Fortunately, in preparation for Rainier, I had purchased several new clothing items. This was a perfect chance to test them out. One new addition to my outdoor clothing quiver is a super warm down jacket with a hood. I have lighter jackets, but only this one is warm enough for extremely cold conditions. As I stuffed the two pounds of down luxury into my pack before the hike, I really thought it was going to be overkill. However, as  I threw this jacket on at breaks and at the summit, I soon realized it was a lifesaver.

Despite taking part in countless winter camping and backpacking trips, ice climbs and peak ascents over the years (including several since my ostomy surgery), I have never been as cold on a trip as I was on this particular hike. I am not sure why this was the case as I was dressed well and eating and drinking plenty. Regardless, some combination of wind, cold, shade, and my body on that given day had me freezing. On the summit I was so chilled that I could hardly grip anything. I had to use my teeth to zip up my jacket. As I descended back to the car, I kept having the urge to lie down and sleep. I would pass a boulder and think wow, that looks like a comfy spot to snooze for a little while. But then I would see Doug and his dad coming up behind me and would realize I didn’t have time for a nap. I don’t know if I was hypothermic, but if not, I was close. I shudder to think about how cold I would have gotten had I decided not to bring that down jacket.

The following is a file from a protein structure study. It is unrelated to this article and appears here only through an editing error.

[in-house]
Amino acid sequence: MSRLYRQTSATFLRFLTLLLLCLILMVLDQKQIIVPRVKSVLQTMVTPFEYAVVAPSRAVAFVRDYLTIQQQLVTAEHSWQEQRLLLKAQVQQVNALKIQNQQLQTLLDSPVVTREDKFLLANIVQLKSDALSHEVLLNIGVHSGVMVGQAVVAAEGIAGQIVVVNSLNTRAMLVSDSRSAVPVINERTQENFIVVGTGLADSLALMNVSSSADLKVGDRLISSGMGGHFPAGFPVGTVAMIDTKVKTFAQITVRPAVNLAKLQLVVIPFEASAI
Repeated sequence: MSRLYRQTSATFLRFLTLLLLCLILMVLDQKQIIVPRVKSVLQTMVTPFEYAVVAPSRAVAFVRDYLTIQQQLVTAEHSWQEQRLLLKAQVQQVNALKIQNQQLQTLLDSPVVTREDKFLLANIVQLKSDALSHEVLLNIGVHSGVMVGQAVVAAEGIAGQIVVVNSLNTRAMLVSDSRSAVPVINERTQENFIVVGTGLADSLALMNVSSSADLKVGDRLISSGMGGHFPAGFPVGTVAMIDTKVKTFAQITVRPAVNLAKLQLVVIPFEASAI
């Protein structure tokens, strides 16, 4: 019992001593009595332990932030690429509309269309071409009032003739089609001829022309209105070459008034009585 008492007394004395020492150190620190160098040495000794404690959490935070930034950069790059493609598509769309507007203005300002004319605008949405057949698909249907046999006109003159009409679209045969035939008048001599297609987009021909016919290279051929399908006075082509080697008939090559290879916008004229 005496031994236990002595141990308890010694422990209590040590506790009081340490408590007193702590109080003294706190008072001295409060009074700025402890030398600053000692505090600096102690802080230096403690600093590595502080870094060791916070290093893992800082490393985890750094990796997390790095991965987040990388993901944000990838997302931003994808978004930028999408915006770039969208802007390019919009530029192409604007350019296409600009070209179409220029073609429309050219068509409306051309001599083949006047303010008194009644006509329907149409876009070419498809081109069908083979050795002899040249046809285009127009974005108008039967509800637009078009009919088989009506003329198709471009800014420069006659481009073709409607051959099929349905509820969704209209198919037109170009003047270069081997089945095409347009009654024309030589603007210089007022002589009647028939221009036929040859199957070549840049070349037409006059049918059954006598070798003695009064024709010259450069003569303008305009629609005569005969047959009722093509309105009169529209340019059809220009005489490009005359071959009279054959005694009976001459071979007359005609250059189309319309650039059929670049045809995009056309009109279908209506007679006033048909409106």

On the summit with Doug and his dad in my super warm puffy down jacket.
On the summit in my super warm puffy down jacket.

I realize that having an extra-warm clothing item like this during cold temperature activities is especially important with my ostomy. Even though it only takes a couple of minutes to stop along the trail and swap out a pouch, I do have to expose a small section of my belly to the elements. In extremely cold temperatures, it doesn’t take long to lose heat by doing this. Packing conservatively with plenty of warm clothes is of paramount importance.

I can’t wait to head out on our next training hike, and I am starting to compile a list of peaks to attempt that have good winter trailhead access and low avalanche danger. For future training hikes, I will have to progressively increase my pack weight to at least 40 pounds (the expected weight of my pack on Rainier). I guess this means I can bring an extra large lunch next time!